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ODC History
During 1964/65 efforts were made to trace the history of the Club back to its origins, in an attempt to discover when the Officers of the Corps first dined together. The attempt did not wholly succeed and the Club's origins remain obscure. A certain amount of information dating from the period about the turn of the century was obtained from the "Globe and Laurel", or was received in replies which a number of senior officers were kind enough to make to the enquiries of the committees; from these sources this note has been compiled.

The earliest firm date is 1892 when a notice in the first copy of the "Globe and Laurel announced that the annual dinner would be held in the Whitehall Rooms, Hotel Metropole, on 9th June 1892. The charge for dinner was 25/- to members and the annual subscription was then 5/-. The Duke of Edinburgh presided at the dinner and there are a number of familiar names on the list of those who dined. The committee consisted of 11 senior officers and there were also five representatives of the Divisions and Depots.

Colonel Grover believes that previously there were dinners at Woolwich until the abolition of the 4th Division in 1869, and that the Woolwich Tree (which was never erected except on special occasions because it was too heavy) appears symbolic of this. He also thinks that, by tradition, the Barham portrait, - formerly of Woolwich, then Forton, now Eastney - was carried round and toasted on those occasions.

In 1893 some brief rules, confirming the 5/- subscription and empowering the Committee to fix the cost of the dinner, appeared in the "Globe and Laurel" and the dinner was on almost exactly the same lines as in 1892. The Duke of Edinburgh again presided, and the string band of the Chatham Division played during dinner. In a departure from the custom, General Schombeg proposed that members should drink a second toast - that their President, on his promotion to the rank of Admiral of the Fleet - and this was "heartily done with musical honours". His Royal Highness made a brief and amusing reply and added "that HRH The Prince of Wales was at that moment presiding in the same building at the annual dinner of the 2nd Life Guards, and that he had just received a note from him to the effect that the 2nd Life Guards were then drinking the following toast, "Success to the Royal Marines"; he therefore proposed the toast of "HRH The Prince of Wales, Lord Howe, and the Officers of the 2nd Life Guards", which was received most cordially by those present.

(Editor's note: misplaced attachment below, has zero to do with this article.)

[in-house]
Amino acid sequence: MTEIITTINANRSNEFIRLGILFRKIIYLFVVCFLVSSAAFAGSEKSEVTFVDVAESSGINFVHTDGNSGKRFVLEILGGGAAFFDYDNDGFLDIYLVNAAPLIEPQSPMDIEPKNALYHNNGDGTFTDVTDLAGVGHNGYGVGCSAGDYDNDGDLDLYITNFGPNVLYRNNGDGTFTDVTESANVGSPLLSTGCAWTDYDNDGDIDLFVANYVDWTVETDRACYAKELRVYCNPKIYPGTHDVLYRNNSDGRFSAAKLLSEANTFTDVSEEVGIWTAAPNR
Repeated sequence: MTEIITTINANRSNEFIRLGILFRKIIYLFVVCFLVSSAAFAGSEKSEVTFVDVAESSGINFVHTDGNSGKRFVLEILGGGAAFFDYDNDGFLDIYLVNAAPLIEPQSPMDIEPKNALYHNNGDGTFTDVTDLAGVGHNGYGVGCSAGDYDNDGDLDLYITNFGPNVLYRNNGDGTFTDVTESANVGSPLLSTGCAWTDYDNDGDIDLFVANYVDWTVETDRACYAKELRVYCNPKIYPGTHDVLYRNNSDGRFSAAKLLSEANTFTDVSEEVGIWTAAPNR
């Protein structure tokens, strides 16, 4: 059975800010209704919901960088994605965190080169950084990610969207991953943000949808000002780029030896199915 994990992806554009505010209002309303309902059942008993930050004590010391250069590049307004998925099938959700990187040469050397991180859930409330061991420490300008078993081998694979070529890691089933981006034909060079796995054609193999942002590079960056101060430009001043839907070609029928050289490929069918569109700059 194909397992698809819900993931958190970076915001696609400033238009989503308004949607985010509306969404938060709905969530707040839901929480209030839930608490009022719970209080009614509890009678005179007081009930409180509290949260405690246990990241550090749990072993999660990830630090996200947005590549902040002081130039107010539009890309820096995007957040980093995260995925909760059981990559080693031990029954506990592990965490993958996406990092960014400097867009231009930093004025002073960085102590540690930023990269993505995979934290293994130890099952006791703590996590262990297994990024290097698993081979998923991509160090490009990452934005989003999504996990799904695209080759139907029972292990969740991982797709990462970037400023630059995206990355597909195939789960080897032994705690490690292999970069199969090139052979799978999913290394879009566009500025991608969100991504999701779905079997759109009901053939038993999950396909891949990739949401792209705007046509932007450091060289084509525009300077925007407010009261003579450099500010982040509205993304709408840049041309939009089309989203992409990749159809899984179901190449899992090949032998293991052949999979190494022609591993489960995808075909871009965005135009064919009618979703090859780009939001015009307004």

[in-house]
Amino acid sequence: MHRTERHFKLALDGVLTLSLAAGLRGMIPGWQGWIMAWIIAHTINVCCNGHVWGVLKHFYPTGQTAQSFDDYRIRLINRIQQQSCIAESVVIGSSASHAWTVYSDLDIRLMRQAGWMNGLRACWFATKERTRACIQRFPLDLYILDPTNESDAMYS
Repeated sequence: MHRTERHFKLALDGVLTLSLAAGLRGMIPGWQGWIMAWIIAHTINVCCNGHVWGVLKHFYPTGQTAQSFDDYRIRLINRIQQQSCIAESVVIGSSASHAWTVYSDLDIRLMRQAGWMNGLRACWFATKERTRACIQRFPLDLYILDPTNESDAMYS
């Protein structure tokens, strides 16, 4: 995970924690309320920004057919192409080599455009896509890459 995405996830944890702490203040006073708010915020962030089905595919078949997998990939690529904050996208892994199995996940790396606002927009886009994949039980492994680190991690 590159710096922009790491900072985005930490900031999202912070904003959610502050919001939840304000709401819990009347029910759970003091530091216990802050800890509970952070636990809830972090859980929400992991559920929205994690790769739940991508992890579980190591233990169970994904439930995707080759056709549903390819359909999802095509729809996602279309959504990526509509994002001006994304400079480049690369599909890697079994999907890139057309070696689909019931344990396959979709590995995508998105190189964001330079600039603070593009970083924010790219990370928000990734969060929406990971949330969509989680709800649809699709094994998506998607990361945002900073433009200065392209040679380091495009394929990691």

General Halliday cannot recall when he first became a member of the Club, or first attended what was known in his day as "The Corps Dinner". He has a recollection of the Duke of Edinburgh as Commander-in-Chief at Devonport, expressing a wish that the officers of RM Plymouth should dine the officers of a German naval squadron visiting the port; the Commander-in-Chief, though an Admiral, attended the dinner in his scarlet tunic as Honorary Colonel Royal Marines; the officers dined in ball dress with swords.

In 1903, as recorded in the March issue of the "Globe and Laurel, the credit balance of the fund was £56.0s.2d, but the accounts were insufficiently detailed to show how this had been accumulated. Balance sheets for at least eight previous years (not continuous) were available, but no record of subscribers was kept and the rule that subscribers should be called on to pay up back subscriptions (not exceeding £1, and not all when serving abroad) had apparently not been observed - in fact, few officers were regular subscribers. A number of serving officers and retired officers had felt for some years that change in the conduct of the Club's affairs was desirable and improvements had been suggested. The committee therefore drew up and published a comprehensive list of rules, and the club was put on a firm footing as "The Royal Marines Dinner Club". The annual subscription remained 5/-, with the dinner at 25/- to members and £2.00 to non-members.

General Hutton tells us that in the same year the Probationary Second Lieutenants were given a talk on their duties with special emphasis on joining the club, and that some resentment was felt at this element of compulsion. General Hutton himself has been a member from those days, but did not dine until 1926, when the then Honorary Secretary (who may have been the Director of Naval Recruiting) went down to Chatham with a personal appeal for support for that year's dinner; General Hutton responded, and dined regularly thereafter.

General Bourne recalls that in the early 1900's he had to miss three dinners because he was serving at the RN College, Osborne, and it was an unwritten rule that officers never left the college except to compete at the Military Tournament; he tells us, however, that the Prince of Wales used to attend the dinner as Colonel Commandant of the Corps, and he believes that he did so up to the time when he became King George V.

The RM Officers Dinner Club (RMODC) has continued to exsist throughout the 20th and into the 21st century. For many years now, we have been fortunate in being able to dine in the Great Hall of Lincoln's Inn. The format for the dinner is the same as a Royal Marines Regimental Dinner in an Officers Mess but, without the after dinner speeches!


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